ter control, a planetarium, observastudents,” Brady said. “The new tory, rooftop greenhouse, museum complex will have the infrastrucand vivarium. ture that supports modern teaching Towson is constructing the comand research…. This is a marvelous plex along York Road, south of day for Towson University.” Stephens Hall, and north of the University System of Maryland 7800 building. The complex will Chancellor Robert Caret, who was also meet Towson’s green building a biochemistry professor at Towson standards and is projected to reach in 1974, highlighted Towson’s LEED Silver Certification. growth over the past four decades. The Fisher College provides under“We watched a lot of things hapgraduate and pen over the last graduate 40 years on this programs campus and I have It is the hard work in STEM always said that and dedication of education. Towson was particithe professionals and One of the pating in an advencollege’s ture in some ways, faculty at Towson programs as far as enrollment who have created is Towson growth,” Caret said. the right crowd for UTeach, The complex To w s o n ’ s isn’t the only facilgenerations past and program for ity under construcpresent, and for that students tion. The Residence I will be eternally wanting Tower is being renoto become vated, the University grateful high school Union will be underJEFFREY MILLER science or ‘78 Towson Alumnus going renovations mathematand an expansion ics teachers. starting this fall, Enrollment in Fisher College has and University officials are searchincreased by 132 percent from 1997 ing for secure funding and approvto 2017. It currently holds more than als for a building to house the 4,000 students, even though Smith College of Health Professions. Hall was constructed more than 50 Miller said he is grateful for the years ago when Towson had only dedicated faculty at Towson who 3,537 total students. benefit past and present generaUniversity System of Maryland tions. Board of Regents Chair James “It is the hard work and dedicaBrady said a lot of people are tion of the professionals and faculty looking for ward to the comat Towson who have created the plex’s completion. right crowd for generations past “Towson has done a tremendous and present, and for that I will be job in putting emphasis on STEM eternally grateful,” Miller said.

Theta Tau fraternity at Syracuse University was permanently expelled from the university Saturday after videos surfaced of Theta Tau fraternity brothers using racist, anti-Semitic and homophobic slurs. The University’s Department of Public Safety and Student Affairs has filed complaints against 18 students who are connected to the videos. The students were removed from class out of a concern for the community and will be attending alternate classes and study arrangements. University Chancellor Kent Syverud described the videos as “extremely racist, anti-Semitic, homophobic, sexist, and hostile to people with disabilities.”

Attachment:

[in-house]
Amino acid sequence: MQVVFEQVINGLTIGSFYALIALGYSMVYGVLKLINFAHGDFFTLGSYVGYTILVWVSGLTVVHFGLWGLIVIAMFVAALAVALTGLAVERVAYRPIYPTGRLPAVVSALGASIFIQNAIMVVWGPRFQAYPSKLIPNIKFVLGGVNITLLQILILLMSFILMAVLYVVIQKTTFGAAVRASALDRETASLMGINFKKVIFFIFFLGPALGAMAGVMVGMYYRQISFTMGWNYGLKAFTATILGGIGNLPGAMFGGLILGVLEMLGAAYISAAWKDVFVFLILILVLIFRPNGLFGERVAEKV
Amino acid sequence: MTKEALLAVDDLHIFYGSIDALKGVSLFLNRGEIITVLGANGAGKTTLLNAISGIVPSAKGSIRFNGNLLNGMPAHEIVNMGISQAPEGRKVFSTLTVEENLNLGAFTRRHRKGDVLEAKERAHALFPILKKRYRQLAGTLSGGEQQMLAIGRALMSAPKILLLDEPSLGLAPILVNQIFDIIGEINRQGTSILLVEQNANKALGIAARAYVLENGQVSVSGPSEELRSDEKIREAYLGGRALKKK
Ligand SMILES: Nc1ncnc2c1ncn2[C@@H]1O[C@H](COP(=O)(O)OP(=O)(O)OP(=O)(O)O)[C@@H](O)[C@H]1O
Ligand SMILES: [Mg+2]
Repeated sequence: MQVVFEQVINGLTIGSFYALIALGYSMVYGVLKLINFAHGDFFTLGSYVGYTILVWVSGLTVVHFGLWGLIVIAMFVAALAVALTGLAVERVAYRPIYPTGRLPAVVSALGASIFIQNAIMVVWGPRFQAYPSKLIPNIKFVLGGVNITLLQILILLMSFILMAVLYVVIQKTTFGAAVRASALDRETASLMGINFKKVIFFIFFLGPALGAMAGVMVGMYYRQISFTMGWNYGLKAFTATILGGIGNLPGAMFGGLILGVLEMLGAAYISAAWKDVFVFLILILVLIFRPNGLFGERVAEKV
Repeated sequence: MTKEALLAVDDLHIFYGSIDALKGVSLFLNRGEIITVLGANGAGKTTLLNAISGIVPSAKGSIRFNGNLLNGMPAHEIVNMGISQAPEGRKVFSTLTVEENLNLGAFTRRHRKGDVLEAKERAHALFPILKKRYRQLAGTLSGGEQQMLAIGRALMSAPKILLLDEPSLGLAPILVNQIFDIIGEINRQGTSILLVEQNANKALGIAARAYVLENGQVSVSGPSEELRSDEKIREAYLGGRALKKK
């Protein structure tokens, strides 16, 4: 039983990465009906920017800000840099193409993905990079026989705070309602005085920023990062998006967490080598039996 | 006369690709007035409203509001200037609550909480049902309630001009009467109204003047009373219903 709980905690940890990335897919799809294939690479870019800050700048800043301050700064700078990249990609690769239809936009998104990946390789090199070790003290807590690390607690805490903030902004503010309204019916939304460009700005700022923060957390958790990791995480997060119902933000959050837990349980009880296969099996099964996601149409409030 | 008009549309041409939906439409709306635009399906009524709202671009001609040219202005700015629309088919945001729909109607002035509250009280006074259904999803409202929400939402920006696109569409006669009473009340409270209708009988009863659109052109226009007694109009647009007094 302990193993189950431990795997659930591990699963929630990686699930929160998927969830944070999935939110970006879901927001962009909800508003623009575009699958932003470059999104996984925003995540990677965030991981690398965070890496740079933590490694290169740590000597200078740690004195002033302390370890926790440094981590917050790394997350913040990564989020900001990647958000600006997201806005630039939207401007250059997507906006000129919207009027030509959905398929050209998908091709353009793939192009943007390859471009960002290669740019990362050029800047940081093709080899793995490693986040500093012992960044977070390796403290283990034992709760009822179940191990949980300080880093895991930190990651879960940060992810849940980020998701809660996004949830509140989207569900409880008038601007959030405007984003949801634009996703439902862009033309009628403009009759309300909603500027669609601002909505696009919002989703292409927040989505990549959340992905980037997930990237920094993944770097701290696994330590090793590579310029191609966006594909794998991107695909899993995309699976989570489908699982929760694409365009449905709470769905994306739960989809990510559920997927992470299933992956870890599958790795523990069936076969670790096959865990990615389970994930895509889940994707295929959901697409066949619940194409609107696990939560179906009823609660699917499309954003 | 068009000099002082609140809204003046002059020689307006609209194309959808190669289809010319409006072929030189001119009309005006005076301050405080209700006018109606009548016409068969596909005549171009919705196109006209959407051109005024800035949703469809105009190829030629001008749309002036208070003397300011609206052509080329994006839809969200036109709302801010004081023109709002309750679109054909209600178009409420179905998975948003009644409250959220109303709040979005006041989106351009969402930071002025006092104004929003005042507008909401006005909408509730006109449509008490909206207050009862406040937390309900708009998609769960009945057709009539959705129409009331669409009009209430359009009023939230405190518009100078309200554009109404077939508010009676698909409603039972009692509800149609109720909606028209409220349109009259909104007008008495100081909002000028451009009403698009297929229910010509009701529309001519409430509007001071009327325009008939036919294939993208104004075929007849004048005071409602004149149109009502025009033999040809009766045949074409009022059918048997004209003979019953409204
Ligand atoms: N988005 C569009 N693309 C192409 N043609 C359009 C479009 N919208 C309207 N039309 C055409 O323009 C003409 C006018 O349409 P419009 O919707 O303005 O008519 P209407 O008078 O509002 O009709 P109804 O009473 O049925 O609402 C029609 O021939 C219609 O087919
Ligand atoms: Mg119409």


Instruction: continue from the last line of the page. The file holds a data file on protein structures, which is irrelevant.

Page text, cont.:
VAN STRIKES SEVERAL PEDESTRIANS IN TORONTO TORONTO, CANADA On about 1:30 p.m. Monday, a van in Toronto mounted a curb and struck eight to 10 people before fleeing the area. Authorities found and arrested the driver soon after the incident. It was unclear how many people were killed or injured. Photos from the scene showed at least one body covered in a tarp on the sidewalk, blood stains, and abandoned shoes. The area near the incident has been closed to traffic and subway service to the city has been partially halted. “Our thoughts are obviously with all of those affected,” said Canadian Prime Minister Justin Trudeau on Monday. “We are still gathering information…. We will keep Canadians updated.”

ALLEGED WAFFLE HOUSE SHOOTER IN POLICE CUSTODY AFTER BEING STOPPED BY BYSTANDER AND FLEEING SCENE NASHVILLE, TENNESSEE Travis Reinking allegedly opened fire early Sunday morning with an AR-15. Reinking was naked except for a jacket. Reinking had shot six people when he paused, perhaps to reload the gun, or because the gun was jammed. This was when James Shaw Jr. took the opportunity to end the massacre. Shaw charged Reinking, wrestled the gun away from him and threw it over the counter. Reinking then fled the scene. During a press conference, Shaw, 29, was hailed a hero. “I was completely doing it just to save myself,” Shaw said. “Now, me doing that, I did save other people. But I don’t want people to think that I was the Terminator or Superman or anybody like that. It was just, I figured, if I was going to die he was going to have to work for it.” -- Stories compiled by Bailey Hendricks. Stories from The Daily Beast.